Articles filed under From The Studio

  • Dance/USA Honors a Legend: Philadanco’s Joan Myers Brown

    Joan Myers Brown has had an extraordinary career. The founder of Philadanco!, one of Philadelphia's preeminent dance companies, as well as the driving force behind both the International Conference of Black Dance Companies and the International Association of Blacks in Dance, Myers Brown has lent her artistic guidance, her nurturance of many dancers and choreographers, her visionary leadership and grace under fire to many in the dance field. On June 13, she will be honored by Dance/USA for her contributions to the field. Read this personal account about Joan from long-time Philadelphia dance critic Merilyn Jackson.

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  • How To Work With a Lighting Designer

    The word “design” implies both planning and execution.

    Many people think lighting design is created in the technical rehearsal. This is not so. Others see the myriad pieces of arcane drawings and paperwork that surround the professional designer and think that they constitute the design. Again, not so.

    The lighting design is created in the designer’s head over the course of several weeks before the production loads into the theater. Read on for a perspective on working with lighting designers.

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  • The Hunt for New Work: Matching Choreographers to Companies

    Selecting new choreographers for a program or a season seems a straightforward enough process at first glance. Read on to find out how artistic directors seek out new works for their companies sifting the choreographic gold from the dross. 

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  • Instagram 101: How Dance Companies and Organizations Can Harness It

    With Facebook, Twitter, Google+, and Pinterest, today there are so so many social networking options, why add one more to your over-flowing to-do list? Renowned dance photographer Christopher Duggan explains why Instagram can be a fun marketing tool and offers up some tips, too.

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  • The Artists’ Residency: Planting Creative Seeds

    The artist residency is a venue that offers artists creative, generative time away from their normal place of work; a space in which the creation can follow inspiration, rather than an imposed schedule. The opportunity to change one’s environment, have dedicated creative time, and invest in process is, in my view, becoming increasingly critical in our field of multitasking artist/administrators.

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  • It’s All in the Journey

    An artist-centered sharing of culture and creativity is a practice embraced by many choreographers; serving an essential purpose in fortifying artistic inspiration and creative explorations, stimulating the artistic journey from the studio to the stage.

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  • Music Licensing 101: The Pretty to the Nitty-gritty

    Music licensing can feel like scary stuff. If you’re anything like me, an artist by nature and nurture who has honed arts-business skills through my own entrepreneurial efforts, then you probably get that panicked, semi-nauseated feeling at the mere mention of “legal responsibility.” However, I’ve learned is that licensing music for dance isn’t actually complicated at all.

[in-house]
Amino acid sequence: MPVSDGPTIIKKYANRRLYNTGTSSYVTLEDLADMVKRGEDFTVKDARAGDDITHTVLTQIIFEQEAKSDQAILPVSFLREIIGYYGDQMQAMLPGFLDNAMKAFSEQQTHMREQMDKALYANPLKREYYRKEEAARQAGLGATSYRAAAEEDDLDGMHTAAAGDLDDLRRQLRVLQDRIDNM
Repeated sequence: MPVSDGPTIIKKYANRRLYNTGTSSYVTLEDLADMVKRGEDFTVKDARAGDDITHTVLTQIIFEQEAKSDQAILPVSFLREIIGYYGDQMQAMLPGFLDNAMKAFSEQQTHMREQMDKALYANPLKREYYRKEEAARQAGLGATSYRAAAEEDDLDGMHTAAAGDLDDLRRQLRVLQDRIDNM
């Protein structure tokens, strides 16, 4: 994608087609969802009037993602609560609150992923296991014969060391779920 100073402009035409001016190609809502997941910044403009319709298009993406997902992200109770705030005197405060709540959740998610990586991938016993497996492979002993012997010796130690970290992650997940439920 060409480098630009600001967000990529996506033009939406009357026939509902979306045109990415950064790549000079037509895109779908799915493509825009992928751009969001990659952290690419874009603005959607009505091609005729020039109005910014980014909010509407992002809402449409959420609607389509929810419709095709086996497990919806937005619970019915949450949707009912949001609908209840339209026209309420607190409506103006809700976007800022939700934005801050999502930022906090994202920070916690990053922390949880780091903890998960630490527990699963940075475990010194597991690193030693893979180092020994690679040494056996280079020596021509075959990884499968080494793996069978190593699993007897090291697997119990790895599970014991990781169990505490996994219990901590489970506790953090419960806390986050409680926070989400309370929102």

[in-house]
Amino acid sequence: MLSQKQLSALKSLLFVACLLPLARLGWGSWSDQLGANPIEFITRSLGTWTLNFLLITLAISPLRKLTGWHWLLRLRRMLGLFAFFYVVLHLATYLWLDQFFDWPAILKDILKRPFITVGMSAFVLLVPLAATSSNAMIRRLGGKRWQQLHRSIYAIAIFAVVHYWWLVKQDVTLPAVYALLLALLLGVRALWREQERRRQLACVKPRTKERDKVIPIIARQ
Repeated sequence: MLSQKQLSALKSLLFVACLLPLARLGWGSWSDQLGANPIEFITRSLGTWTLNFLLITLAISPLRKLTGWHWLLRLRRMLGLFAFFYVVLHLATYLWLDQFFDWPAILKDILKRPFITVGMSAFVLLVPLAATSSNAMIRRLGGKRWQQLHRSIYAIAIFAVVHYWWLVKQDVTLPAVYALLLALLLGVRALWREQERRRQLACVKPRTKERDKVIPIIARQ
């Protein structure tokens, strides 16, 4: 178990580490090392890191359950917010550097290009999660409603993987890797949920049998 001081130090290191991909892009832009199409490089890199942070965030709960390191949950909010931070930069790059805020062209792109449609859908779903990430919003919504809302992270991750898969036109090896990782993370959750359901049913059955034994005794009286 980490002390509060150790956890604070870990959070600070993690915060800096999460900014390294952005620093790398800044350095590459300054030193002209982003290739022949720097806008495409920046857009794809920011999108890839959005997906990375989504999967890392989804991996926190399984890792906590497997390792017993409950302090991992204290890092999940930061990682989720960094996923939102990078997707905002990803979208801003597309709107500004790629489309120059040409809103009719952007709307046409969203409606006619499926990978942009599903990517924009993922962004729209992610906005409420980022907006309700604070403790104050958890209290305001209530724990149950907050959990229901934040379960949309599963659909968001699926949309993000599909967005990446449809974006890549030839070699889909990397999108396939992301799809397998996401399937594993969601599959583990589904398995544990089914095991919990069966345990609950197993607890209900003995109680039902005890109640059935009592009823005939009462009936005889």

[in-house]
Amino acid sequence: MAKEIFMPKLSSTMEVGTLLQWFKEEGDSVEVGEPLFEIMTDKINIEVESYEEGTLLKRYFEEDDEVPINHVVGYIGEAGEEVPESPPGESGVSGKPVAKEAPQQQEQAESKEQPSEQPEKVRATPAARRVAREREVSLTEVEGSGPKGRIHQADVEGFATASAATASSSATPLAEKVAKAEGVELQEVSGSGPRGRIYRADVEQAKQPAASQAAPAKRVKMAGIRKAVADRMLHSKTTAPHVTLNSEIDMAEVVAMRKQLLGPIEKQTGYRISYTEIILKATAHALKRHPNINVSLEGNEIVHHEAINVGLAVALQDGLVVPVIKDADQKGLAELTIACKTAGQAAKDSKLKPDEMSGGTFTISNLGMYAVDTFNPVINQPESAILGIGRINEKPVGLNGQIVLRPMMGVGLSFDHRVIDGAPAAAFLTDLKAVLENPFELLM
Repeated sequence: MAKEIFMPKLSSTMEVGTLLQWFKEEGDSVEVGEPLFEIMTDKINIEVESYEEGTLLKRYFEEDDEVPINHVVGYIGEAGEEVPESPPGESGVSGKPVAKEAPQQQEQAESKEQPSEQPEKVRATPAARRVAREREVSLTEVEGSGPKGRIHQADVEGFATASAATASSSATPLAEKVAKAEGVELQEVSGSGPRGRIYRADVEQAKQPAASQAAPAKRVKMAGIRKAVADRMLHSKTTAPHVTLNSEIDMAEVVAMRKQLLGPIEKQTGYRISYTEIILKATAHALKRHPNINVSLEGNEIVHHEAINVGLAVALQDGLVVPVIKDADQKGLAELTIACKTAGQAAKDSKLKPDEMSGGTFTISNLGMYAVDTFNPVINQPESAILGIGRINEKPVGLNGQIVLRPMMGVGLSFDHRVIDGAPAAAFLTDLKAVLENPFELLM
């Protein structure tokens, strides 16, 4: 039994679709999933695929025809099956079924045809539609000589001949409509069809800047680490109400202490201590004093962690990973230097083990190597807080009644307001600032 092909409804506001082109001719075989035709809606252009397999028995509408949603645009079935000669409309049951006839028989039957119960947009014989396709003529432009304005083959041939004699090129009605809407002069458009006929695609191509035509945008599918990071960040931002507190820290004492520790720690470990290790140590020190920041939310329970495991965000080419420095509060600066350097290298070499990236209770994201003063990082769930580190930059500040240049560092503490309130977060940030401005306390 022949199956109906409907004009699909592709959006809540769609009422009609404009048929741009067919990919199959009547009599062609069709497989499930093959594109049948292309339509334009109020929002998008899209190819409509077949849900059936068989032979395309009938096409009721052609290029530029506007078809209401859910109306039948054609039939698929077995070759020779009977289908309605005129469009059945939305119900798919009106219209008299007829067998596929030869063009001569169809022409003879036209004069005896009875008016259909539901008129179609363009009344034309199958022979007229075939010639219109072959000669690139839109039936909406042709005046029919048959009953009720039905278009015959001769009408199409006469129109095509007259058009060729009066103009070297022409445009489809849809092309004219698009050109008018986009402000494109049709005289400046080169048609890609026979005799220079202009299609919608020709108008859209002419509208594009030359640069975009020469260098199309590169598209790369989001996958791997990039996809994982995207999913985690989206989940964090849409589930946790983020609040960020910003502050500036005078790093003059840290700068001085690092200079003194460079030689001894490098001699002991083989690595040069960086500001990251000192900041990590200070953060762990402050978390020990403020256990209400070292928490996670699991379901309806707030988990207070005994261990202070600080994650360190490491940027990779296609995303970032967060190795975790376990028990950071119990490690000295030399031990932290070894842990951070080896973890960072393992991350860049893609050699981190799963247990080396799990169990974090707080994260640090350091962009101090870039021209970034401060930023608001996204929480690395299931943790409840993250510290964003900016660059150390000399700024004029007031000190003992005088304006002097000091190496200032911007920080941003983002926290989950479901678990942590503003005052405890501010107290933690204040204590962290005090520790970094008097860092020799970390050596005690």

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  • Making a Mark: Dance and Social Justice

    Increasingly, community outreach is just the tip of the iceberg for some dance companies, and artists and social justice organizations are finding mutual benefits to deeper and more prolonged partnerships. That deliberate choice of engagement, as opposed to outreach, seeks to erase some of the traditional hierarchies between dancers and community members.

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  • Safe House: Dancing in the Ivory Tower, Part 2

    It’s been said that the university ranks as one of the chief supporters of the arts in the United States. With the migration of more and more working choreographers into university environments, it’s clear that artists are able to continue to create both inside and outside of these institutions. While the halls of academia offer some distinct advantages, most particularly to oft-itinerant and nearly always-struggling dance artists, other challenges and demands can sap their time and energy in their new environment.

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  • Creating an Artist: What Can We Learn From Europe?

    It has often been remarked that “Europe breeds artistry,” and that, to a certain extent, European dancers have an edge compared to their American counterparts. In defense of the American dancers, it is noted that they possess grit, tenacity, and a hunger that exceeds that of some of their European equivalents, yet the elusive artistic core lags or appears untapped in our culture. Certainly the environment of Europe provides a cultural banquet to nourish artistic growth, but does the European approach to training dancers incorporate more diversity, which in turn can contribute to greater creative growth? If so, can American dance schools fashion strategies based on this assumption?

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Covering the business of dance for dancers, choreographers, administrators, dance organizations and foundations with news, commentary and discussion of issues relevant to the field.
Editor: Lisa Traiger

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